The best way I know to explain Identity and Entity resolution, is by using an analogy. Let’s say a detective is at the scene of a crime. They luck out and are able to pull fingerprints from the crime scene. The detectives can then determine how many people were at the crime scene, based on the number of unique fingerprints. This is entity resolution. The crime lab matched 2 unique fingerprints to “unknown” real world entities.
Next, they might run those fingerprints through a crime database, which contains fingerprints of known criminals. This would be identity resolution. Where each fingerprint connects to an Identity. Ultimately using entity + identity resolution, the detectives connect the real world objects and their relationship together. Fingerprints to real humans in the database.
Now, let’s leave the detective world and connect it to dealerships. Most data points in a database link to a real world object (physical address, phone number, name, last name, email address, vehicle, etc). Most of these real world objects don’t change (a car keeps its VIN until its salvaged, a physical address remains on a house from the time of building onwards). But the relationships connected to real world objects are constantly shifting. Cars are sold, emails are shared, phone numbers are discontinued or assigned to other people, people move, people change last names, etc. This is where things get complicated. Let’s take a deeper dive into what these terms mean to get a better grasp of why they are needed for your database’s sake.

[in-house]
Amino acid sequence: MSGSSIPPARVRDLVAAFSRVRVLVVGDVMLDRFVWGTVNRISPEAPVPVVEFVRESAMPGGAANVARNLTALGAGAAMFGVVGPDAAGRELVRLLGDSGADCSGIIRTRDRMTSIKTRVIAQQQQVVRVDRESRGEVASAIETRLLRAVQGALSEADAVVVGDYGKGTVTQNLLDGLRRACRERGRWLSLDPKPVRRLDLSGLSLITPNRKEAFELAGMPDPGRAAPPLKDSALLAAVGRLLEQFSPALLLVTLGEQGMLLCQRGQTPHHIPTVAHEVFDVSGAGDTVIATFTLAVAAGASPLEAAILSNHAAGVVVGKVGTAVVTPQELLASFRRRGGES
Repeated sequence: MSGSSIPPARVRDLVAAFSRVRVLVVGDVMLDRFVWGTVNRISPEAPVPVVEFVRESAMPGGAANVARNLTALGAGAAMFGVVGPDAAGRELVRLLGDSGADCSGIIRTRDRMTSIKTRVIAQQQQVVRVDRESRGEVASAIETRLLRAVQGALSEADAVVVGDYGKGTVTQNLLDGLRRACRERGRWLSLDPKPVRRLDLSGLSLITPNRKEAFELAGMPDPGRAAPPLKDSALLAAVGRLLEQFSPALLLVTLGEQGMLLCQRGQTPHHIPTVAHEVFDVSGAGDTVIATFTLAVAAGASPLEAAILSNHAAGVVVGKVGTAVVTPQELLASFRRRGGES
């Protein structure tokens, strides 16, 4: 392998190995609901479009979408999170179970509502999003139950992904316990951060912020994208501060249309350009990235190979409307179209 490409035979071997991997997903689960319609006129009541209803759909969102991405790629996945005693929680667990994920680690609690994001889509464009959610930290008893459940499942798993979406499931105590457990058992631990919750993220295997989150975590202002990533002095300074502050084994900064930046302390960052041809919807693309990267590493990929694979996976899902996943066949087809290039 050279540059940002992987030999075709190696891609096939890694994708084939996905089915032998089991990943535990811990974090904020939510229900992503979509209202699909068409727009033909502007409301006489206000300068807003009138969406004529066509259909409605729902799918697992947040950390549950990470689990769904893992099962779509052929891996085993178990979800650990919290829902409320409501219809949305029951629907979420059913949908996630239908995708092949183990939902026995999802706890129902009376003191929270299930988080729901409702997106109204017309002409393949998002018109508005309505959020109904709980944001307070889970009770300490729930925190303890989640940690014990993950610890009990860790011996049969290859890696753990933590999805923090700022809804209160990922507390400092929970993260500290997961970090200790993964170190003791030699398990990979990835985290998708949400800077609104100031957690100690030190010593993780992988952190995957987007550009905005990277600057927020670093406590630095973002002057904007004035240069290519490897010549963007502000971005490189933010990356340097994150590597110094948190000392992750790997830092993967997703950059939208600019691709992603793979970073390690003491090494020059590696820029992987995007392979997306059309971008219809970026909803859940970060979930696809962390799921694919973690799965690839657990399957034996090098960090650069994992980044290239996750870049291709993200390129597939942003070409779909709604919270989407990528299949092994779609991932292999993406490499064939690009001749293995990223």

Entity resolution is the process of determining if multiple records refer to the same real-world entity, such as a person, organization, address, phone number, bank account or device. Here is a visual of what this looks like and the challenges with this process…